Tesco stung by adulterated honey claims

Supermarket giant Tesco has withdrawn batches of its own-brand honey from sale in the UK after tests suggested it was adulterated with sugar syrup.

The Tesco Clear Honey 454g product is being temporarily removed from sale while the Food Standards Agency (FSA) is reportedly looking into the nuclear magnetic resonance (NMR) testing results, which were commissioned by Trading Standards within Richmond Council in London.

The FSA’s National Food Crime Unit (NFCU) is also investigating the claims – first reported in the Sunday Times – that the honey may have been bulked up with sugar.

“The findings of the analysis is that there is likely to be adulteration with non-natural products,” said the paper, citing a Richmond Council spokeswoman. “This could indicate a more widespread issue with adulteration of honey.”

A European Commission report published in 2017 estimated that 14 per cent of honey samples tested were adulterated with added sugars such as high fructose syrups. The UK imports 90 per cent of the 24,000 tons of honey sold annually, says the Sunday Times.

Honey is a perennial target for food fraudsters, either through non-compliance with an origin name resulting from mixing of honeys from several varieties, or as is suspected in this case the addition of an adulterating substance.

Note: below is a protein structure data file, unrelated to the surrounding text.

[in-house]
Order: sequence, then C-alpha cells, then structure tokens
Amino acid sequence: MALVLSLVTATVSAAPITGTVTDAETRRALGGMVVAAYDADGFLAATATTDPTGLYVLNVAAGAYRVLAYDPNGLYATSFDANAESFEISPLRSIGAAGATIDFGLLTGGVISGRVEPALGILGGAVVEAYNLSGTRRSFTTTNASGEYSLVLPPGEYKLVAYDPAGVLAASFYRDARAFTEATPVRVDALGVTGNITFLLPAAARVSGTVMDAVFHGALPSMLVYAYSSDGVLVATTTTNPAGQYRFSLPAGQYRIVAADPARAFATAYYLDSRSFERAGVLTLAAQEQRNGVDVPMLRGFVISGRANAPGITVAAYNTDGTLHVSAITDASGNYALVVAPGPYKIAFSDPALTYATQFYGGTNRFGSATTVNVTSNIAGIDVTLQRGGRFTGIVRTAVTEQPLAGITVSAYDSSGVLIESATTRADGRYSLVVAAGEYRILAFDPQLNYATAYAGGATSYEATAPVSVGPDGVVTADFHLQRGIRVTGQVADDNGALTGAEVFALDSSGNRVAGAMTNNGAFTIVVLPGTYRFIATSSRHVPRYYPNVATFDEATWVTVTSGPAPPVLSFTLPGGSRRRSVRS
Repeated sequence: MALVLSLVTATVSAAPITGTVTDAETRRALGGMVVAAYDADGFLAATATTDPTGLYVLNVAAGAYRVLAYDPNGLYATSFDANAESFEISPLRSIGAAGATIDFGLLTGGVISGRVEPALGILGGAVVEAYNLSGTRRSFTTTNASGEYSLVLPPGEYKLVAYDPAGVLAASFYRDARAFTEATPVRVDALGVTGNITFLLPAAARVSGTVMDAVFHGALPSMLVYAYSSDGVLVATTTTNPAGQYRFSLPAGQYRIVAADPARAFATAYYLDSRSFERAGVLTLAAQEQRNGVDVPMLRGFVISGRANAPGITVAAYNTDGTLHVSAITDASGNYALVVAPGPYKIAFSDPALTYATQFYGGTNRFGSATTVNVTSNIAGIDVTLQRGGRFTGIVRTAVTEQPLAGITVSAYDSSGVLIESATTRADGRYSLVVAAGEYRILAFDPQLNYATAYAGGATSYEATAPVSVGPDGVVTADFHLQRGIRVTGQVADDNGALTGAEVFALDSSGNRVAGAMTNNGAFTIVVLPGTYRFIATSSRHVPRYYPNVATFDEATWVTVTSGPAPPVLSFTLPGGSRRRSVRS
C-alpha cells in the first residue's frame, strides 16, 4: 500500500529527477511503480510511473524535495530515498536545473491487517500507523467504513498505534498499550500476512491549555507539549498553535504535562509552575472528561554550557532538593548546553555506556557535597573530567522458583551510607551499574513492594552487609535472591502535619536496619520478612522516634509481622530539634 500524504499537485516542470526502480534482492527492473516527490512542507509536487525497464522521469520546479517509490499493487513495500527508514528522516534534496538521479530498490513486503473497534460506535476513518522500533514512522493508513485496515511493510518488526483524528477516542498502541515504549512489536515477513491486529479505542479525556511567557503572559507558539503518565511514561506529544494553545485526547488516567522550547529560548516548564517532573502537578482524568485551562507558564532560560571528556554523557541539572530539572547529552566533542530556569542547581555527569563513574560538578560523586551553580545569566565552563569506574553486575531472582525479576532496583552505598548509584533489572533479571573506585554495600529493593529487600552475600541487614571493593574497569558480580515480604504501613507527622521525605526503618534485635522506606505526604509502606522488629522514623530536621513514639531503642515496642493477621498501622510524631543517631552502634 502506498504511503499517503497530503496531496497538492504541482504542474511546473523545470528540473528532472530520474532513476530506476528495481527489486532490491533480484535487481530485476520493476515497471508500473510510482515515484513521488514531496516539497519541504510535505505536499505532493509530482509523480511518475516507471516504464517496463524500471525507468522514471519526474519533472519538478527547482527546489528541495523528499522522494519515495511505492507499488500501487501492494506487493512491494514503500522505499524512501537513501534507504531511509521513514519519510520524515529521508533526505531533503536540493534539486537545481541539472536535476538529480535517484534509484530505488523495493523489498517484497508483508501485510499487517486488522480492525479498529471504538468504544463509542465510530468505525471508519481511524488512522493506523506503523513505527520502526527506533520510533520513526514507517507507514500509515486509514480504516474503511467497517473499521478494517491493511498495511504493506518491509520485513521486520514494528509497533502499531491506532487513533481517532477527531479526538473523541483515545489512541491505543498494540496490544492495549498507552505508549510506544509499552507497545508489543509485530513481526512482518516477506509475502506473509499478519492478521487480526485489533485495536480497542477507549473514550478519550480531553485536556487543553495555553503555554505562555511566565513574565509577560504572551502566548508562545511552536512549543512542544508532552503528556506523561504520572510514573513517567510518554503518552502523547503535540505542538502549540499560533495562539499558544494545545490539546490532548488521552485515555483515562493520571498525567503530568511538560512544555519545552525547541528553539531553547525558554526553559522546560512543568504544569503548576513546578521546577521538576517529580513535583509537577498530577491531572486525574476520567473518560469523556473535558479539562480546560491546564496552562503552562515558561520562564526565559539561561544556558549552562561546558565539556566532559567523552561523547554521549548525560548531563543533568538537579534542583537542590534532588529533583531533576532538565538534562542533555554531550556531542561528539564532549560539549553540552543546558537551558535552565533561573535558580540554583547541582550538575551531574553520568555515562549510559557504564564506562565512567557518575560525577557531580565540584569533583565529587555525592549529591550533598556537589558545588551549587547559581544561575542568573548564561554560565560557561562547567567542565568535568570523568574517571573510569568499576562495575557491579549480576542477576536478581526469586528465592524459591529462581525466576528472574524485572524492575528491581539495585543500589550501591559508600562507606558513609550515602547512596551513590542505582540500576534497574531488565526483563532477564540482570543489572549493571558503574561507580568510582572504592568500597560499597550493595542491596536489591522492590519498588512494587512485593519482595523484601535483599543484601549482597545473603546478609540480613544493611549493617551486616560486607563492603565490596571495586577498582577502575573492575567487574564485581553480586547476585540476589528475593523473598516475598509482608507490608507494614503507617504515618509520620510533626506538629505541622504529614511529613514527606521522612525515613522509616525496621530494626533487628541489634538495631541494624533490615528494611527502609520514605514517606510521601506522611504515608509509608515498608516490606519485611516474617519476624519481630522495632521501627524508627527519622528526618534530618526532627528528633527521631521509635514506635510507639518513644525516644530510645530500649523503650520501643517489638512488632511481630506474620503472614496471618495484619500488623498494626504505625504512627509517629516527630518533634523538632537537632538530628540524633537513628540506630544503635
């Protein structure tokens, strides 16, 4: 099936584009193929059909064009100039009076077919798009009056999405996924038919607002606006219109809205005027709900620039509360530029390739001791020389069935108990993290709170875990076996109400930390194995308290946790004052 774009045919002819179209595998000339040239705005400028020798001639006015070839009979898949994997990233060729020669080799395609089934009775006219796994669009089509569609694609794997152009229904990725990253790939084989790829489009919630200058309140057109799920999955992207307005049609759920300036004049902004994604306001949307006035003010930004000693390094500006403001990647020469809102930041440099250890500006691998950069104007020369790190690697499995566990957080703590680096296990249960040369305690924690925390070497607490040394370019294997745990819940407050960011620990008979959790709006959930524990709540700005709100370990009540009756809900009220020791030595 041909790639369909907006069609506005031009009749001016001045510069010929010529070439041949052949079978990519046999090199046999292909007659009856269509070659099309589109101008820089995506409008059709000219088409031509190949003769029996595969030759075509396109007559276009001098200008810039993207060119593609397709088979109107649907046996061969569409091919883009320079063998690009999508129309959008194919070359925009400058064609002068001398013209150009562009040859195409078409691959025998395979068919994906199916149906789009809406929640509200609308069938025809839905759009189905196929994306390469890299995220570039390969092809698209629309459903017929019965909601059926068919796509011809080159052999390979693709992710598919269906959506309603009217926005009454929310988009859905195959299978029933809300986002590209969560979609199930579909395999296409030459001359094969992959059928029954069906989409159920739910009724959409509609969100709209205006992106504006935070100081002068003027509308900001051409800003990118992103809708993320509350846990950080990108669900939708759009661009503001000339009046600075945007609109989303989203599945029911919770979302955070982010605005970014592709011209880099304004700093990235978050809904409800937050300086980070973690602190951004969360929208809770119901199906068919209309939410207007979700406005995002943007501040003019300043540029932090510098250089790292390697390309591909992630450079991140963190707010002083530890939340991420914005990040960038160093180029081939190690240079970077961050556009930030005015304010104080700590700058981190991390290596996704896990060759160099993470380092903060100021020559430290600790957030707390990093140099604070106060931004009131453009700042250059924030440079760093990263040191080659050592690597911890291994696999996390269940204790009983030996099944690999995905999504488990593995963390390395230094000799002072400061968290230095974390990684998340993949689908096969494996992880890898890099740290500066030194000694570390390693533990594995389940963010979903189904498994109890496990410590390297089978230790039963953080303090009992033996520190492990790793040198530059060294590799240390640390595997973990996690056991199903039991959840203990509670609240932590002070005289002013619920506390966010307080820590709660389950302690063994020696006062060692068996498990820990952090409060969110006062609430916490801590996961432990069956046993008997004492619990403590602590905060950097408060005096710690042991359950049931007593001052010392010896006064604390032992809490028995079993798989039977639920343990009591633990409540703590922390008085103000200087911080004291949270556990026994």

The US Pharmacopeia’s Food Fraud Database lists honey as the third-favourite food target for adulteration, behind milk and olive oil. Meanwhile, there have been widespread reports questioning the authenticity of some products labelled as New Zealand manuka honey.

The FSA is being cautious on the findings for the time being, noting that “honey is a natural but complex product and there are a number of different tests which may be used to determine authenticity.”

Tesco meanwhile says it has removed the product as a precaution but insists it carries out regular tests to ensure its honey is “100 per cent pure, natural and can be directly traced back to the beekeeper.”

Prof Chris Elliott, who authored a report on UK food safety in the wake of the 2013 horsemeat scandal, told the BBC that Tesco’s assertions were “bold”, but welcomed their decision to withdraw the product from sale.

“If they are correct then the testing method is wrong. If it proves to be adulterated then Tesco doesn't have the control over their supply chain they claim,” he pointed out.

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